α-Synuclein and the Prion Hypothesis

• Prion diseases

– Misfolded proteins induce misfolding of other proteins with which they come in contact (templating), resulting in a chain reaction leading to cell toxicity and progression of PD

• Postmortem evidence

– Lewy bodies containing α-synuclein in embryonic dopaminergic cell transplants suggesting prion-like transmission

• Other prion-like PD characteristics

– Accelerated protein production

– Proteins not cleared properly

– Transmissible from cell to cell and between animals

Hilker R et al. BMC Neurology. 2011;11:74.


What Is The Role of Abnormal

α-Synuclein Aggregation in PD?

• Lewy bodies (abnormal aggregations of α-synuclein) are a prerequisite for postmortem PD diagnosis

• Braak and colleagues hypothesize that Lewy bodies spread throughout

the brain in a predictable pattern as PD progresses

• Pathologic studies in PD patients have found Lewy pathology in brain, cardiac, and enteric autonomic nervous systems • It is not known whether α-synuclein

aggregation is a direct causative factor in the pathogenesis of PD or a protective mechanism against protein-induced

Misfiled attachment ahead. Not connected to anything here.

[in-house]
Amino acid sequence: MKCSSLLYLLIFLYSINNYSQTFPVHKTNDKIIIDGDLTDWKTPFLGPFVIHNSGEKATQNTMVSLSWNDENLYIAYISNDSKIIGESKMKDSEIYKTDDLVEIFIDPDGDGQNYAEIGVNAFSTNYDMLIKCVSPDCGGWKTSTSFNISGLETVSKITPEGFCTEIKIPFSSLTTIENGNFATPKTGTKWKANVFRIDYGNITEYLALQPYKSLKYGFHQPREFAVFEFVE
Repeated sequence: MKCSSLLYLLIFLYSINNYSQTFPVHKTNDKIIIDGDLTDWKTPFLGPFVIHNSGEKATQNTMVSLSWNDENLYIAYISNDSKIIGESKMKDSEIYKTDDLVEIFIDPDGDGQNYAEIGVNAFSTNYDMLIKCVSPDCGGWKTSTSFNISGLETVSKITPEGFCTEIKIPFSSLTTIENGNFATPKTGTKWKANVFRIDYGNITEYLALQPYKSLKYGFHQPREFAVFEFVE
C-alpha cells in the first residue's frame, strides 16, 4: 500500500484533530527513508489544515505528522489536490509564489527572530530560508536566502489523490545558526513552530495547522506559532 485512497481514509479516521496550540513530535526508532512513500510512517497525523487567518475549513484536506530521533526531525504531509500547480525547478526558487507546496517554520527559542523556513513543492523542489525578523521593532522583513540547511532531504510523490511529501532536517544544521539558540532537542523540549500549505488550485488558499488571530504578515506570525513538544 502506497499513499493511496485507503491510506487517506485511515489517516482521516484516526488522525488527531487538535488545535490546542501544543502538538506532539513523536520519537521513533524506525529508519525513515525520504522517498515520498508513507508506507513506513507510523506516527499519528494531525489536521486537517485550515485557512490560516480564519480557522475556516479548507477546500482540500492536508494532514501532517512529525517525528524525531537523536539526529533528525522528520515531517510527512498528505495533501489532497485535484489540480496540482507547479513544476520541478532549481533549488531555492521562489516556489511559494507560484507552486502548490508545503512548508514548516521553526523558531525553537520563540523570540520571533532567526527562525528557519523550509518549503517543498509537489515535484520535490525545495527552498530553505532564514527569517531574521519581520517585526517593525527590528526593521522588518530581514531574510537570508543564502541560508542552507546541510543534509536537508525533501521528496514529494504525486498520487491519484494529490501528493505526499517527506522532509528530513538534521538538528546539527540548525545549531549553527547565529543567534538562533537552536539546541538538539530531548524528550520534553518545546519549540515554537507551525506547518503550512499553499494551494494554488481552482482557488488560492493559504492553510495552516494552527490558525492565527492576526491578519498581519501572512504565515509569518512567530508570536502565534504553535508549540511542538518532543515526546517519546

cell toxicity Braak Hypothesis

Spread of Lewy bodies as PD progresses

Braak H et al. Cell Tissue Res.2004;318:121-134. Fortin DL et al. Mov Disord. 2010;25(suppl 1):S21-26.

Hawkes CH et al. Parkinsonism Relat Disord. 2010;16:79-84. Wider C et al. Mov Disord. 2010;25:S15-S20.

Adaptation of figure reprinted with kind permission from Springer Science+Business Media: Cell Tissue Res, Stages in the development of Parkinson's disease-related pathology, 318, 2004, page 122, by Braak H, Ghebremedhin E, Rüb U, Bratzke H, Del Tredici K, Figure 1. Copyright ©2004 Springer Berlin Heidelberg.


Mottos To Live By in PD

Never eat at a diner named Joes Greasy Spoon

“Never cheer for the opposing team at Wrigley Field”

“Never obtain Parkinson’s disease advice from a Starbucks barista (or the internet)”

Never become complacent about Parkinsons disease

“Always surround yourself with an outstanding interdisciplinary team”